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June 14, 2007

Discovering the beauty of science

by Johanna Gretschel, Online Managing Editor
The patient's dark red eyes darted around anxiously, contrasting sharply against pale white skin- the trademark of albinism. The patient was about to become one of the many misdiagnosed with a lethal form of albinism until research conducted by Melis Anahtar, a Massachusetts Institute of Technology (MIT) junior and 2004 Blair graduate, revealed that the patient actually possessed the common type.

Anahtar conducted her research on albinism the summer before her junior year of college at the National Institutes of Health (NIH) in Bethesda. These findings, along with other research conducted over the years, earned Anahtar the honor of being named one of Glamour magazine's Top Ten College Women of 2007 in the magazine's June issue.
<i> Photo courtesy of Glamour Magazine </i>
Photo courtesy of Glamour Magazine


This year marks the 50th anniversary of the competition, which celebrates the achievements of university women with exemplary leadership experience, campus and community involvement, unique goals and academic excellence. Anahtar also earned the L'Oreal Beauty of Giving Award, in which she received $2,500 to donate to a charity of her choice.

Rewarding research

In addition to her research on albinism sub-diseases, Anahtar is currently doing human genome research at the NIH. She has also worked in the MIT BioInstrumentation lab since September of 2005. When asked what her most rewarding research experience was, Anahtar confesses she cannot decide. "All of my research has influenced the way I approach scientific problems," she says. Her research endeavors have inspired her to pursue an MD/PhD after she graduates from MIT in 2008.

Anahtar's experience with the Magnet program's Senior Research Project (SRP) sparked her penchant for research. She fulfilled her SRP requirements by working in a bioengineering lab at Massachusetts General Hospital during the summers of 2002 and 2003, before her junior and senior years of high school.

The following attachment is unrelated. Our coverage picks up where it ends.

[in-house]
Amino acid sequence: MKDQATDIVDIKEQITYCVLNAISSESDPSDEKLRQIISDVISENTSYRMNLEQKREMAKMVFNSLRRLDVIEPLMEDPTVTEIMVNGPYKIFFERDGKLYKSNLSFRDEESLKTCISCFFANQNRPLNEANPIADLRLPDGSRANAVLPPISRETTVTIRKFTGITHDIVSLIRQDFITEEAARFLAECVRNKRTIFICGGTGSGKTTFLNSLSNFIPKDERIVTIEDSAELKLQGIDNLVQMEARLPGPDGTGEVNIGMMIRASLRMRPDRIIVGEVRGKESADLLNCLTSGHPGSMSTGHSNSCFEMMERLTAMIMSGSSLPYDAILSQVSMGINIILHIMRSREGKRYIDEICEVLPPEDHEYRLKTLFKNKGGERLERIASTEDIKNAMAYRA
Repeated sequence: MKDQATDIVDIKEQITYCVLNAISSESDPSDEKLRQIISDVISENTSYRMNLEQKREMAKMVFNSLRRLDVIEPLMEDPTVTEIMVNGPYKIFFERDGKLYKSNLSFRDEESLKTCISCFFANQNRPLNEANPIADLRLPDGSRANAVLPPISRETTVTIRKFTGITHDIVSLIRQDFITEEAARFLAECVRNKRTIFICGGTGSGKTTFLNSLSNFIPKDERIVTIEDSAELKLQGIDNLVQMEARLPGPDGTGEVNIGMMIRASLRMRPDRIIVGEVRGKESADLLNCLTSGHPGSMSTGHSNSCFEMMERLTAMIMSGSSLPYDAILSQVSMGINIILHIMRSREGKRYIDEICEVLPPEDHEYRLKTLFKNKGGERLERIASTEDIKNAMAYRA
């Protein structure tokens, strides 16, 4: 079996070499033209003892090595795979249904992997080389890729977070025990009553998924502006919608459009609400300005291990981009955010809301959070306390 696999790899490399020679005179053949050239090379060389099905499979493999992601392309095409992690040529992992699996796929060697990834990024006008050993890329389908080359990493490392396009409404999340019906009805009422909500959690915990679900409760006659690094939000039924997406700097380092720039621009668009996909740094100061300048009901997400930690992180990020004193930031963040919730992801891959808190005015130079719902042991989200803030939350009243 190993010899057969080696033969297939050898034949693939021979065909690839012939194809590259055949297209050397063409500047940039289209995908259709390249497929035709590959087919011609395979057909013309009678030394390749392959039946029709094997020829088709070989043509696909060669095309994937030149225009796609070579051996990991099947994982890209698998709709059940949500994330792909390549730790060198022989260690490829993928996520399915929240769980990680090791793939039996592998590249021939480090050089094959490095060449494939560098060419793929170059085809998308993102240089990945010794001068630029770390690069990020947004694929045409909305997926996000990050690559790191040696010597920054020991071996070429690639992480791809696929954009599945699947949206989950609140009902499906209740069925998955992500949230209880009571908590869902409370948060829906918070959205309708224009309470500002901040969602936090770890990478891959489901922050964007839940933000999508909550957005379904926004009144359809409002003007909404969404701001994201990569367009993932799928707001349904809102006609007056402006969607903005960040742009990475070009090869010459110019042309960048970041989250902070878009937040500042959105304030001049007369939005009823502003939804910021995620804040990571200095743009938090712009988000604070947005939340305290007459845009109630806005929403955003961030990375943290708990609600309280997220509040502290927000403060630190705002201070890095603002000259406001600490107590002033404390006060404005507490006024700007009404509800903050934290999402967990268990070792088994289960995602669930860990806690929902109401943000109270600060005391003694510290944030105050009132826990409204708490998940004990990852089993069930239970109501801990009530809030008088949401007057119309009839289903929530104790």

Anahtar developed a microfluidic device for her SRP, an innovation earning her a finalist position in the prestigious Intel Science Talent Search in 2004. She also qualified for the Intel Science and Engineering Fair in Portland, Oregon, where she received the first place prize in Engineering. "These competitions really opened my eyes to the incredible research done by high schoolers around the country," she says.

Mad for the Magnet

The Magnet program's advanced math and science electives were great preparation for the intensive workload at MIT, according to Anahtar. "I didn't even realize they were that advanced while I was taking them," she says. She named differential equations and biochemistry as some of the helpful advanced electives offered in Magnet. These classes are also open to the rest of the student body.

Magnet science teacher Robert Donaldson fondly remembers his former student, with whom he still keeps in touch regularly. "For many years I was director of Magnet Arts Night. Out of many student I could have chosen to be my assistant, I chose Melis because she was so smart and so responsible and plus she [had] a musical background," he says. Anahtar played the piano in high school.

Advice to future Glamour girls

Many students make the mistake of spreading themselves too thin by signing up for every extracurricular activity and club available, Anahtar says. "I think a lot of people get involved with six million activities, but ultimately it's better to focus on a couple that you really like. Colleges find it more impressive and you'll get more out of it," she advises. Anahtar offers further advice to high school students through her blog on the MIT Admissions website.

Balancing a rigorous MIT course load with all of her research projects is challenging but not impossible for Anahtar, who says she relies on the organizational skills she learned from the Magnet program. "I try to go to the lab between classes during the day, so that I have time to focus on my homework and extra-curriculars at night," she says.

Anahtar suggests setting aside time during the freshman year of college to simply have fun. "Freshman year is the time to try new things and figure out your passions so you can focus on them later," she says. "Just take a normal class course load and explore clubs. Take the time to get to know your classmates."



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  • alum on July 3, 2007 at 3:59 PM
    yay for melis - that's incredible!

    just a thought: it's not necessarily a mistake to get involved with six million activities. it can be just as rewarding as getting involved with one or two, if your heart is in it. but melis is right; colleges love to see the passionate pursuit of one or two activities, so i guess the world perceives people like me as making a mistake for loving to do everything. but please, blazers: i want to caution you against getting so involved with your schoolwork that you forget to be involved with activities in the outside world. meet people! learn things! play in the garden! do everything you can to fulfill yourself while you're healthy and whole!
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